December 20, 2023 | Flash Brief

Egypt’s Sisi Wins on Anti-Palestinian Ticket

December 20, 2023 | Flash Brief

Egypt’s Sisi Wins on Anti-Palestinian Ticket

Latest Developments

Egyptian incumbent Abdel Fattah al-Sisi secured a third term as Egypt’s president on December 18. Sisi faced no serious challengers in the December 10-12 elections, coasting through with nearly 90 percent of the vote. The election took place against the backdrop of the war in neighboring Gaza. “Egyptians lined up to vote not just to choose their president,” Sisi said in a victory speech, “but to express their rejection of this inhumane war to the entire world.”

Sisi later spoke with Palestinian Authority President Mahmoud Abbas and “reiterated Egypt’s commitment to making all possible effort to protect the Palestinian people,” according to a readout from Cairo. However, under Sisi’s leadership, Egypt has refused to absorb Palestinians looking to flee the Gaza Strip and has failed to stop Hamas from using tunnels under the Egypt-Gaza border to smuggle weapons and ammunition into the strip.

Expert Analysis

“The Egyptians have done a lot to help Israel manage the Hamas challenge in recent years. But the current Egyptian policies are unsustainable. After initially attacking Hamas tunnels with vigor, the Sisi regime has turned a blind eye to weapons smuggling at the Philadelphi Corridor. This must be addressed when reconstruction begins, if not sooner.” — Jonathan Schanzer, FDD Senior Vice President for Research

“The Hamas-Israel war served as a lifeline for the Sisi regime. First, it mobilized the public around Sisi after people started to lose hope due to Egypt’s poor economy. Second, it reinvented Cairo’s regional role after it waned in the past decade due to domestic terrorism issues, economic problems, and political upheaval. Surely, the Sisi regime will try to exploit the Gaza war to boost its domestic image, obtain Western and Gulf financial aid, and save the Egyptian economy from crashing.” — Haisam Hassanein, FDD Adjunct Fellow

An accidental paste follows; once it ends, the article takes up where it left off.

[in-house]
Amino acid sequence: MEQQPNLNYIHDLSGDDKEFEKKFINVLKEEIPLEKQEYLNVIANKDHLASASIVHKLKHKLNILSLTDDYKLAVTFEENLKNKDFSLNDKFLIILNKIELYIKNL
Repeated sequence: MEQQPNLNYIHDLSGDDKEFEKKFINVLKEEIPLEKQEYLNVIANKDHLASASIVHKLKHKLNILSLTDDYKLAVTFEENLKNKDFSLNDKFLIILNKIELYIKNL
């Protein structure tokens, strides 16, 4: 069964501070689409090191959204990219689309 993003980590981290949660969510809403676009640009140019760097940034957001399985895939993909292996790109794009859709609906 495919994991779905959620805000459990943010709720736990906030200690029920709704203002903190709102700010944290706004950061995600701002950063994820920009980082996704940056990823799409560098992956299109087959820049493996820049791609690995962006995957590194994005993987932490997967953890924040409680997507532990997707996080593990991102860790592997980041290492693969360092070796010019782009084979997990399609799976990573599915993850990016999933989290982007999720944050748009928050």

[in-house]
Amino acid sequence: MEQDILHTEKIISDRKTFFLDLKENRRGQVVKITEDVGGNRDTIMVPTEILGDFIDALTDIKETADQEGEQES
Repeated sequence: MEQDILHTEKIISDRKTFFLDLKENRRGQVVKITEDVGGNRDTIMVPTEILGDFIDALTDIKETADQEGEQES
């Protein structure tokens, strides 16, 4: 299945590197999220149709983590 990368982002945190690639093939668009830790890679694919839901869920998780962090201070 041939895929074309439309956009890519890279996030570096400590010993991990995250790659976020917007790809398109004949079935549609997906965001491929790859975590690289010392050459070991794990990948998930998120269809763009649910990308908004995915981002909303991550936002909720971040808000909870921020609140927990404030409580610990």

Red Line

Sisi said on October 12 that Egypt will not absorb displaced Gazans because “it’s important for [Gaza’s] people to stay steadfast and exist on its land.” On October 17, Jordan’s King Abdullah announced that neither Jordan nor Egypt would take in Palestinians seeking to leave war-torn Gaza. “That is a red line,” he said. Egypt has opened its border with Gaza several times since November 1 to admit limited numbers of wounded Palestinians and foreign passport holders, but most of Gaza’s civilian population remains stuck in the enclave.

Political Motivations

Egyptian Foreign Minister Sameh Shoukry on December 8 maintained that “the political ramifications” of absorbing displaced Gazans are detrimental. He said that any effort to move Palestinians outside of the Gaza Strip “is an effort to liquidate the Palestinian cause” and is a “totally unacceptable” policy. Cairo continues to promote this view despite an assurance from Israel that the Jewish state has “no intentions” of permanently resettling Palestinians in the Egyptian Sinai in lieu of establishing a Palestinian state.

If Egypt support Gazans, it should offer them temporary housing,” by Haisam Hassanein

Hamas Tunnels to Egypt Played Key Role in Arming Hamas,” FDD Flash Brief

Egypt Accepts Only Small Number of Temporarily Displaced Gazans,” FDD Flash Brief

Egypt, Jordan, and Other Arab Governments Reject Gazan Refugees,” FDD Flash Brief


Arab Politics Egypt Israel Israel at War Palestinian Politics